Tuesday, May 05, 2015

Knowledge is power or If you believe in your projects hard enough, will you emerge victorious?

“Knowledge is power”

Once the motto of one of my old State schools, and it shows the level of schooling at that time that only recently I found it to be a tenet of that indefatigable questioner of authority, Father Francis Bacon. 

That’s not to say that my State school teachers didn’t try to instil the idea of questioning authority – it was the seventies and eighties in Tasmania, after all.  Well I remember Mr Moore coming into the Fourth Grade and waving his arms about over Lake Pedder and the seeming lack of public concern over Hydro flooding the Lake at the Town Hall meeting the night before. 

Well I also remember Mr Price reading us Animal Farm and then dropping into the conversation comments about the Spanish Civil War.  A hotbed of ALP and Socialist membership amongst the teachers in the old Rosetta Primary school, for sure. 

By the time we all got to high school, we still had some teachers who raised a little consciousness on apartheid and environmental issues in the Social Studies unit and were a little more than shocked to see me reading up on Marx and Lenin (“Know your enemy”, I told them, a child of the Cold War and refugee parent exiled by Soviet Communism.)

However the majority concentrated more on passing on the understanding that the more knowledge each of us had, the more power we would have to pass the State-set rote exams to a sufficient State points level to go to the next level of permitted questioning (Years 11 and 12). 

I’m not sure the latter was something Fra Francis would have approved of.  What he might debate with us, if he were present today, was that if you wanted to understand the current underflows in exercising authority, what is needed is a framework for rationality, power and knowledge of what is actually going on. 

And further, if knowledge is power, of how many of us elected people realise that the possession of power unavoidably spoils the free use of reason, if Kant is to be taken as salt?

And for this blog my case in point is, of course, Tasmania’s current local government reform process. 

(Come on, people, you knew I was going to start writing on about it again.  Oh settle down!  When will you realise that if we don’t get it right, it will unavoidably stuff up what we all value in Tasmania about where we live, work and play?)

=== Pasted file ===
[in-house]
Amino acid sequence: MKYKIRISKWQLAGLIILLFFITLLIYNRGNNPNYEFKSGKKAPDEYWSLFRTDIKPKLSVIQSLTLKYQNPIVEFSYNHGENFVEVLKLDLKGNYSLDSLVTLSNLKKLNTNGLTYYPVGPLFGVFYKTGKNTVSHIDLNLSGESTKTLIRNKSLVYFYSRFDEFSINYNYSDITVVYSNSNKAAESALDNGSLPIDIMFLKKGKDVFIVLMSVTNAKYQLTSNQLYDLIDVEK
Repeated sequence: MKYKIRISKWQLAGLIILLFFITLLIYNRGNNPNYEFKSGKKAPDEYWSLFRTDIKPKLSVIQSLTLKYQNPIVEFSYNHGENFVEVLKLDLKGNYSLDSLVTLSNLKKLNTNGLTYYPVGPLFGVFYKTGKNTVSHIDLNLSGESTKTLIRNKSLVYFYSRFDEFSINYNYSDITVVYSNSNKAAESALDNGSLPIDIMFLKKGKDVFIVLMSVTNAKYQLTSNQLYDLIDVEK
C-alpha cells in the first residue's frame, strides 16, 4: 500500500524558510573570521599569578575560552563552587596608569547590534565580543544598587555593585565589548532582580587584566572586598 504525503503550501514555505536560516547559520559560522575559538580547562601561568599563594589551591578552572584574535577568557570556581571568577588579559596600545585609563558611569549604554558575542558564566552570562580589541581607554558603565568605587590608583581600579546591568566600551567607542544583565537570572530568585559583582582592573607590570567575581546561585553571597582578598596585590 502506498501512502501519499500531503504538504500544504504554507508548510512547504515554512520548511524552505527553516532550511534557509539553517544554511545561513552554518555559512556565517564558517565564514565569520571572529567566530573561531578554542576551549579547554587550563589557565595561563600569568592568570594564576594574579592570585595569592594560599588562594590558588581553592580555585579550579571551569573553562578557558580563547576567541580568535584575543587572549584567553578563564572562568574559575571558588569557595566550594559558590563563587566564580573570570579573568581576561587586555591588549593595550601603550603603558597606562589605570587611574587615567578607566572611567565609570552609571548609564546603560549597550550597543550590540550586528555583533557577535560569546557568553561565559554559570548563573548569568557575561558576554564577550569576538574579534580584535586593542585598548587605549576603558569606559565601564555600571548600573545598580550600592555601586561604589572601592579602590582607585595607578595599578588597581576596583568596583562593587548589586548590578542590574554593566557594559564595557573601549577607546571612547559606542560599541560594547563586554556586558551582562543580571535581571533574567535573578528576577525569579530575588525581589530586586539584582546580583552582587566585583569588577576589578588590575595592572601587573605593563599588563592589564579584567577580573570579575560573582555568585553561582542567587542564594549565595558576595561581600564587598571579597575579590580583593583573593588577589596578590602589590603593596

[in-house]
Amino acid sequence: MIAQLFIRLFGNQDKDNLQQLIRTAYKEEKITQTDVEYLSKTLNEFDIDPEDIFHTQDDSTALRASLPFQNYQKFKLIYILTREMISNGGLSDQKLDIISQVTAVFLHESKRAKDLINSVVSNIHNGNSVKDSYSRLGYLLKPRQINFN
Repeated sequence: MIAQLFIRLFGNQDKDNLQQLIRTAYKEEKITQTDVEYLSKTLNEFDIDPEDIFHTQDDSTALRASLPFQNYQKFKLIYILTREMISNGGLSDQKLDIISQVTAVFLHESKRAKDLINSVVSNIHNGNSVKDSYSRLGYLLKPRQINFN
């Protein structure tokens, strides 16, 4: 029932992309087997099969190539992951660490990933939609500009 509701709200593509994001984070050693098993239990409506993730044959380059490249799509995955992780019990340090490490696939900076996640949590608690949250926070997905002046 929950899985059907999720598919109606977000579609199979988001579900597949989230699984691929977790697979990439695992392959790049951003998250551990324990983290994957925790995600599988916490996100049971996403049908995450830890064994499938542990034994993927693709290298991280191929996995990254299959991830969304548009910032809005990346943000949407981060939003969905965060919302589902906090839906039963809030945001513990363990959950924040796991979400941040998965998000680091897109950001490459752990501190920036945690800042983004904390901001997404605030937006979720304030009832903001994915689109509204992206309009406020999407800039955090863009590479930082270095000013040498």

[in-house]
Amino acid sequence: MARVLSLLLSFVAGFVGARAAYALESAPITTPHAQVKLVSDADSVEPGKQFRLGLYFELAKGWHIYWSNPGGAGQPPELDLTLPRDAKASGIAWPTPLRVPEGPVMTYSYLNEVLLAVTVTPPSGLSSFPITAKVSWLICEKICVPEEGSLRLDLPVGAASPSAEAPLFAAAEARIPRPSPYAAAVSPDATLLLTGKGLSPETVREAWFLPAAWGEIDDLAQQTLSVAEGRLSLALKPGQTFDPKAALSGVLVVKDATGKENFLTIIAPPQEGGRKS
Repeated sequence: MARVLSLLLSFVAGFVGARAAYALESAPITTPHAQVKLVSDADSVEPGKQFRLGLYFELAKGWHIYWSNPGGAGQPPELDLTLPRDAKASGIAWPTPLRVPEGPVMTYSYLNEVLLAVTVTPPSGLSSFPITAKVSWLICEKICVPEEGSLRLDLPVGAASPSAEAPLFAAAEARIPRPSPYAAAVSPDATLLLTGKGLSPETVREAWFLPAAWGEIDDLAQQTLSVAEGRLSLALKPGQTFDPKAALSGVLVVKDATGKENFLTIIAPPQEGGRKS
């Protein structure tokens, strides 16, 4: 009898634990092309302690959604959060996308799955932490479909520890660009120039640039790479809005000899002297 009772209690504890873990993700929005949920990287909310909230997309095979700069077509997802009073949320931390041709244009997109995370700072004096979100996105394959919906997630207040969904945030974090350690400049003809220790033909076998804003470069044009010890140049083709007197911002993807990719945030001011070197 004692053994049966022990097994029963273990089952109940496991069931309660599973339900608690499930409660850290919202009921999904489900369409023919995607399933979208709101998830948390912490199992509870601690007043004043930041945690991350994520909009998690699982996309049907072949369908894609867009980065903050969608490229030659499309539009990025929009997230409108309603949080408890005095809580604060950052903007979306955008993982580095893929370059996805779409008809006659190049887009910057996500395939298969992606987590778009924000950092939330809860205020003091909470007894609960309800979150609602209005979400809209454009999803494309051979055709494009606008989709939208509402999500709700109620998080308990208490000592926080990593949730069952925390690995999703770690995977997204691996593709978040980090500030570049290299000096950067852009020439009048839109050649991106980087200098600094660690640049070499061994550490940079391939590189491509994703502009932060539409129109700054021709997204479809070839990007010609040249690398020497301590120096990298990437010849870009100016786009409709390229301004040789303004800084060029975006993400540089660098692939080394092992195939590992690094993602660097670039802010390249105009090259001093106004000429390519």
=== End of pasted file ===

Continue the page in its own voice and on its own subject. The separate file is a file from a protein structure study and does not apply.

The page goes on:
Today’s local government reform considerations come courtesy of my coffee confrere, Mr Rob Crosthwaite, retired school teacher and further education devotee, who often turns up with material on rationality in decision-making I wouldn’t necessarily be looking for.

Bent Flyvberg’s book, Rationality and Power: Democracy in Practice (Chicago Press, 1998), albeit looking at the implementation of a Master Plan for urban transport redevelopment in the town of Aalborg (the Aalborg Project) provides an interesting policy framework I just can’t resist blogging about.  It’s just so close to what is going on in Tasmania today.

Flyvberg proposes ten propositions to understand the fragmentation of a project that, prima facie, appears “comprehensive, coherent, and innovative, ...based on rational and democratic argument”.  And when we talk about fragmentation in policy terms, we’re talking about a whole lot of disappointed hopes and dreams and unintended outcomes, as well as the occasional getting it right, no matter how it’s been muddled through over a period of a decade or more.

As its taken a while to get my copy of the whole book (let alone read it in detail), I’ll entertain you with his propositions only.

Flyvberg’s Propositions.

First the list and after that, I believe I’ll be able to start, blog by blog over time, to address them all in the context of Tasmanian local government reform.  It may be that we can wait a year or two as this whole process plays out, however, a few predictions may also be warranted over time, if not a few questions for the gentle reader to ponder.

Proposition 1: Power defines reality

Proposition 2: Rationality is context-dependent; the context of rationality is power; and power blurs the dividing line between rationality and rationalisation.

Proposition 3: Rationalisation presented at rationality is a principal strategy in the exercise of power.

Proposition 4: The greater the power, the less the rationality.

Proposition 5: Stable power relations are more typical of politics, administration and planning than antagonistic confrontations.

Proposition 6: Power relations are constantly being produced and reproduced.

Proposition 7: The rationality of power has deeper historical roots than the power of rationality.

Proposition 8: In open confrontation, rationality yields to power.

Proposition 9: Rationality-power relations are more characteristic of stable power relations than of confrontations.

Proposition 10: The power of rationality is embedded in stable power relations rather than in confrontations.

And there we have them.  What a cornucopia of policy interpretation possibilities.

My first prediction on the reform process would be that smaller rural councils are less likely to go down the road of amalgamation and more likely to take on ideas such as shared services.  For an explanation of this, see my next blog.

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